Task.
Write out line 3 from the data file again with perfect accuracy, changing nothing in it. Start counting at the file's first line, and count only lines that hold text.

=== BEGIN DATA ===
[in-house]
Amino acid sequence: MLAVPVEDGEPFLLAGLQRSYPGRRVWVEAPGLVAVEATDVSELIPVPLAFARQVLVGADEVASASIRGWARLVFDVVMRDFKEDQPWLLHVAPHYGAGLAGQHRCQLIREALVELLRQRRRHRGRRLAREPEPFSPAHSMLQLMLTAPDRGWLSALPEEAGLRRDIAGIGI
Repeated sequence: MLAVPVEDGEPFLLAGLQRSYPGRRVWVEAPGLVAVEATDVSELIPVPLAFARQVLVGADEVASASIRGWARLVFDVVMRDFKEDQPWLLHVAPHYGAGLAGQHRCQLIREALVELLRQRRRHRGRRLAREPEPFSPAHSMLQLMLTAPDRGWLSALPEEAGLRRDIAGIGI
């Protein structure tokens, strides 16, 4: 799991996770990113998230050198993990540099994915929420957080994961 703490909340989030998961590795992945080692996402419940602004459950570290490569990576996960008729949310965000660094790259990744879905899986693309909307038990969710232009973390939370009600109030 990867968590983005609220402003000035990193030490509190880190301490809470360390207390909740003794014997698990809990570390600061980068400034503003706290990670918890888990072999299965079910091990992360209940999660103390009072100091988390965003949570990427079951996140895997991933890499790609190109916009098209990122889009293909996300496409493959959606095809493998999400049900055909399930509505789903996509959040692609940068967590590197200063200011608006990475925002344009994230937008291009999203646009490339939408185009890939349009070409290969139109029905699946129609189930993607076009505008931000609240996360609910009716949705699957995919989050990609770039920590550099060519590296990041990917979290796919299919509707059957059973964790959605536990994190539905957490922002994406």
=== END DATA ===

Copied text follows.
Repeated sequence: MLAVPVEDGEPFLLAGLQRSYPGRRVWVEAPGLVAVEATDVSELIPVPLAFARQVLVGADEVASASIRGWARLVFDVVMRDFKEDQPWLLHVAPHYGAGLAGQHRCQLIREALVELLRQRRRHRGRRLAREPEPFSPAHSMLQLMLTAPDRGWLSALPEEAGLRRDIAGIGI